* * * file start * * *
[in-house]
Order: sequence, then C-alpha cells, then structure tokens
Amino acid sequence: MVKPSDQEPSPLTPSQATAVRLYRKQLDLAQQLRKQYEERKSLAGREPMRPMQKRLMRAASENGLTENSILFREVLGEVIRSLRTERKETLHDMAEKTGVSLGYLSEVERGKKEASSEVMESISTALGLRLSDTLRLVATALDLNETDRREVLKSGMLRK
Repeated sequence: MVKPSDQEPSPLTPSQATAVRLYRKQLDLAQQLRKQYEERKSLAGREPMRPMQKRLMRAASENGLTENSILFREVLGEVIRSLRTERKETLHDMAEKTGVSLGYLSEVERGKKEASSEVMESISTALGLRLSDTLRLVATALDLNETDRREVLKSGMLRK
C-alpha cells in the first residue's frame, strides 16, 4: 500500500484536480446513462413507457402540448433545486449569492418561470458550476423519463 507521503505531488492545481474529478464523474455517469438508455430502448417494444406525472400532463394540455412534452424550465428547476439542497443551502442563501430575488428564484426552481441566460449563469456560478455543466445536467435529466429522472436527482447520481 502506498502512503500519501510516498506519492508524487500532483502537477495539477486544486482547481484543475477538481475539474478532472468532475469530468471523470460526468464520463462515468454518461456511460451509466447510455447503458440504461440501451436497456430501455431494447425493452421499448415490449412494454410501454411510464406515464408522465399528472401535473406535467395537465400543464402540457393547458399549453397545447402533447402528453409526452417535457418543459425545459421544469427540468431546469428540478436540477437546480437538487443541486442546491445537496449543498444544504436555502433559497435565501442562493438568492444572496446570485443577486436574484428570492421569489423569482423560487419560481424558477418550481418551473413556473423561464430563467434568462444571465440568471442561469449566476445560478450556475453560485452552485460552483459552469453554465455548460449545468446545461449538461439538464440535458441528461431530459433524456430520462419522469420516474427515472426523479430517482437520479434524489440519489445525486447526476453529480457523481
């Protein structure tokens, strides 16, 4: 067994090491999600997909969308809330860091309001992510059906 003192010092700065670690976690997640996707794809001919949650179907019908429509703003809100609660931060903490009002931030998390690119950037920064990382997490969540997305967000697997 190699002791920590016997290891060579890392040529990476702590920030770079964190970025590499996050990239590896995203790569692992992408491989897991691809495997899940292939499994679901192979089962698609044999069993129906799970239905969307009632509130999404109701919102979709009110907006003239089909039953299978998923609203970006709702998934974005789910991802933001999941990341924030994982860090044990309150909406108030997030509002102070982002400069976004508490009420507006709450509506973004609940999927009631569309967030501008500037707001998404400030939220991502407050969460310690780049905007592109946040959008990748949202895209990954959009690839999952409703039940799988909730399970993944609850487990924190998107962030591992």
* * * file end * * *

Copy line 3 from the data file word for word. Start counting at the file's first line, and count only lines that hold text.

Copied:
Amino acid sequence: MVKPSDQEPSPLTPSQATAVRLYRKQLDLAQQLRKQYEERKSLAGREPMRPMQKRLMRAASENGLTENSILFREVLGEVIRSLRTERKETLHDMAEKTGVSLGYLSEVERGKKEASSEVMESISTALGLRLSDTLRLVATALDLNETDRREVLKSGMLRK